When I started this project last year I was new to blogging. The original focus for this site was on flat feet and overpronation. As the site grew I found that I wanted to write about other areas of health and fitness as well. So I created a separate site to cover a broader range of topics and the original content here became a sub-section of the new site.
During that process, I had to trim away a lot of the flat feet specific material to make everything fit within the context of the new site. I wanted to continue with the weekly progress updates for this project but I realized there wasn’t a good place for them with the direction the other site had taken.
Welcome to the new and improved Fix Flat Feet!
Over the past few months I received several emails asking me to re-publish the information from the older site. I decided to revive this site so that all the old content could have its own space. This will keep the content better organized and hopefully make it easier for people to find what they are looking for.
In a few months it will be a year since I started working to improve my arches. I’ve learned a great deal during that time about why I had flat feet for so long and what strategies worked best for me to build up the arches in my feet.
Here is a photo I took at the start of the project:
I remember looking at this picture last year and wondering what that stuff was in the place where my arch should be. It looked like a wad of fat. I really didn’t know what it was or why it was there.
Muscle Pinned Under The Foot
Now I know that most of the stuff is muscle. Unused muscle. Muscles don’t literally turn to mush but that’s certainly what it felt like.
Regaining Arch Strength
The muscle felt soft and mushy because it wasn’t being used. Either the muscle was weak to begin with causing the arch to flatten, or the arch collapsed putting the muscle in a position where it couldn’t work. I’m still debating which came first.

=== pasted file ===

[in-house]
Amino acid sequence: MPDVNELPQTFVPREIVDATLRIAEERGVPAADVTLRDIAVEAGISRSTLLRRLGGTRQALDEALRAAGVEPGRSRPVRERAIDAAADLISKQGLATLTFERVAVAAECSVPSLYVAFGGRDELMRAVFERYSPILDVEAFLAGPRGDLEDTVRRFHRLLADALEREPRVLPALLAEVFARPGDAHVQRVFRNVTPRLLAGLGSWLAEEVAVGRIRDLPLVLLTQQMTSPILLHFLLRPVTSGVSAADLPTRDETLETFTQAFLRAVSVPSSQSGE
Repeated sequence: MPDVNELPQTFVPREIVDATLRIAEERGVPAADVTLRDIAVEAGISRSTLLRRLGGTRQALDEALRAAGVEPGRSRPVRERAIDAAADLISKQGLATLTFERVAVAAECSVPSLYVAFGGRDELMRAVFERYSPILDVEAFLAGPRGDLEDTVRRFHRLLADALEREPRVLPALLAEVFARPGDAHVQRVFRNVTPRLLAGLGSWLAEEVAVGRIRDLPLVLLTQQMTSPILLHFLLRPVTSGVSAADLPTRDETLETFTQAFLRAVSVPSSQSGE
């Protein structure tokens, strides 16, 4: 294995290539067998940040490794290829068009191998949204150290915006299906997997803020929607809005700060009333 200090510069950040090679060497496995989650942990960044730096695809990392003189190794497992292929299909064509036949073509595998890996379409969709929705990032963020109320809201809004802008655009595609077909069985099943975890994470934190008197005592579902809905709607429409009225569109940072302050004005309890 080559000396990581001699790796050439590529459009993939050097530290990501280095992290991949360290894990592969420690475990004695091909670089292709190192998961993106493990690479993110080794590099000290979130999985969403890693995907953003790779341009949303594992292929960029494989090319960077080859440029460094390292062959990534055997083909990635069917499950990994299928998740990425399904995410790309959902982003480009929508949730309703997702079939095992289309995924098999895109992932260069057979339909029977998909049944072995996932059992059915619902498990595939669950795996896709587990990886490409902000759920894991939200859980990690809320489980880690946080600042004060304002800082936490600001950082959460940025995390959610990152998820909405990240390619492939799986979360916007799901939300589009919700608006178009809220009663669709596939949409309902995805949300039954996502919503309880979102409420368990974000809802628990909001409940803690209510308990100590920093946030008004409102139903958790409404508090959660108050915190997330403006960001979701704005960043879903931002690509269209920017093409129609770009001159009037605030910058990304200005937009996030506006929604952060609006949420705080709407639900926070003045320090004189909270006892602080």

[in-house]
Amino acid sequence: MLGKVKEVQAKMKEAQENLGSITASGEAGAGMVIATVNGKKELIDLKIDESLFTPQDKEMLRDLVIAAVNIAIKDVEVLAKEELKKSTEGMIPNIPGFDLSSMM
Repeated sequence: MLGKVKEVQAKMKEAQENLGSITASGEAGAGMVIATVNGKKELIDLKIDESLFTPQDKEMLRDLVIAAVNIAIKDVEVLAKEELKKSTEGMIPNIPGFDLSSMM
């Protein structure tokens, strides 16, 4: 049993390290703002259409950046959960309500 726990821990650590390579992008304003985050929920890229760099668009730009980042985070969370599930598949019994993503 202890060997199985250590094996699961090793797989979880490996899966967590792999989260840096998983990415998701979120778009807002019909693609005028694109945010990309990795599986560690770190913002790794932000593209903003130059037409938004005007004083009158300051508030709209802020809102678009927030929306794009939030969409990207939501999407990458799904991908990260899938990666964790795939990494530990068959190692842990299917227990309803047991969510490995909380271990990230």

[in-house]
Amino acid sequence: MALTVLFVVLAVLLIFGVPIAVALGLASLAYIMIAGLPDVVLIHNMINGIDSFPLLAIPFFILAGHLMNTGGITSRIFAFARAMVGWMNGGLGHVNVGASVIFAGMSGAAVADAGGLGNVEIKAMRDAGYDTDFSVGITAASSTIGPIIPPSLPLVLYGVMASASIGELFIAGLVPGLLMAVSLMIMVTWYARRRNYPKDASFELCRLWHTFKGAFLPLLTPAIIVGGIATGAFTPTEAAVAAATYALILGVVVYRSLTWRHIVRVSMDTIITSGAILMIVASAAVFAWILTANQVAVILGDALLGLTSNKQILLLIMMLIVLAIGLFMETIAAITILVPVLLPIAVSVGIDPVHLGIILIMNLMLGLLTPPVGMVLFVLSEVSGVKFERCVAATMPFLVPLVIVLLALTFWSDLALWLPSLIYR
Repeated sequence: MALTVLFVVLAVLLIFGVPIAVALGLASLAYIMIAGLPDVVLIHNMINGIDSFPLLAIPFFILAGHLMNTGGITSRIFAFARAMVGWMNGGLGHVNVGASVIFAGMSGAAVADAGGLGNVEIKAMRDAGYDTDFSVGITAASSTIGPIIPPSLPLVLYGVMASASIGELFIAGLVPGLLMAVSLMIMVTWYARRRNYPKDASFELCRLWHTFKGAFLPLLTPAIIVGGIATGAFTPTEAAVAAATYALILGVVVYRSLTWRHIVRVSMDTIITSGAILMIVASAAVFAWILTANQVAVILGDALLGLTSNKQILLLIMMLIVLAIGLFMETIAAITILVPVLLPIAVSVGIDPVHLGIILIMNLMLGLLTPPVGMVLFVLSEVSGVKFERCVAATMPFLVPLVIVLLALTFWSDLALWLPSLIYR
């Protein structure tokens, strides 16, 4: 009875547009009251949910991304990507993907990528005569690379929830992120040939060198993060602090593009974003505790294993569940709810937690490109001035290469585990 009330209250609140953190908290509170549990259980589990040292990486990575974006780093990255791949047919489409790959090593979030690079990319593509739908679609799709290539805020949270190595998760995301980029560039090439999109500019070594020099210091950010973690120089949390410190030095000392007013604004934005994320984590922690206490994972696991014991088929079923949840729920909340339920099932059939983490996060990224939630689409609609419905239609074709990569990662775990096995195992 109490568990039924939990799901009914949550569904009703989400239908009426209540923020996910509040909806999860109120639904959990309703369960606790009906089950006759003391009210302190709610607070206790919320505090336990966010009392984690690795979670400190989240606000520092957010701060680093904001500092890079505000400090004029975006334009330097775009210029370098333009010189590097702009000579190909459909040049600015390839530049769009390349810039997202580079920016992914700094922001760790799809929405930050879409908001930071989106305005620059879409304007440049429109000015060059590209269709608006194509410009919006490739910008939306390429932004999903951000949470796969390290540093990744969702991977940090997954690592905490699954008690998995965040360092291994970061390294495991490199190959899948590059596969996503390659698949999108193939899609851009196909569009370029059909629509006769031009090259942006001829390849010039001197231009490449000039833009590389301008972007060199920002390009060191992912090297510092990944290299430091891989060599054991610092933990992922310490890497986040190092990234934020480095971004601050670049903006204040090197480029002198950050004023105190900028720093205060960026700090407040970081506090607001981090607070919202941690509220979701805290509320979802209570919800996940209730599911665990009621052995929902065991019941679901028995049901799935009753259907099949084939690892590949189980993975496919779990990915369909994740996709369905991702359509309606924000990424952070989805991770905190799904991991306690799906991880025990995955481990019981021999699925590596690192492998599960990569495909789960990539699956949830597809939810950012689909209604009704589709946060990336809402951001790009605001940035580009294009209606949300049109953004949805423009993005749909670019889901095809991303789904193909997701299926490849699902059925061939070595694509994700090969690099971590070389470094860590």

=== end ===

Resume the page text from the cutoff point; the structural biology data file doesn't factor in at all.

Now I know it is a muscle because I can feel it tense up when I do arch strengthening exercises. If I over do it I can tell because the muscle will almost go into a spasm. But that’s okay because at least I know it’s working again!
This muscle is called the abductor hallucis and one of its main functions is holding the shape of the arch. One way to tell if the abductor is strong or not is to see if you can spread your big toe away from the second toe. When I began doing arch strengthening exercises I couldn’t to save my life!
No matter how hard I concentrated I wasn’t able to spread the toes apart. When I discovered that, I immediately made it a goal to get that strength back. It took a lot of work and initially all it seemed I could do was move the toe up or down, even when that wasn’t my intention. After several months, along with working on exercises like the short foot, my brain finally connected with that muscle again and ever since I’ve stayed focused on making that arch muscle as strong as possible.
2 thoughts on “Flexing The Arch Muscle”
Hello, Can you please post the flexing exercises? I have a flat foot and i would really like to get rid of it, thanks!
I just stumbled on your site and I am really very pleasantly surprised to find so much valuable info on flat feet, so thanks very much! I’ve always had an anterior tilt in my pelvis and knees pointing slightly inwards and flat feet. My body functions alright, especially when I practice tai chi regularly, but I have a look of neck trouble and headaches, so since a while I decided I’d like to improve my flat feet condition. Are there any exercises you can come up with to start out?
Thanks a lot!
Jeroen Manders (saxophone player from the Netherlands)
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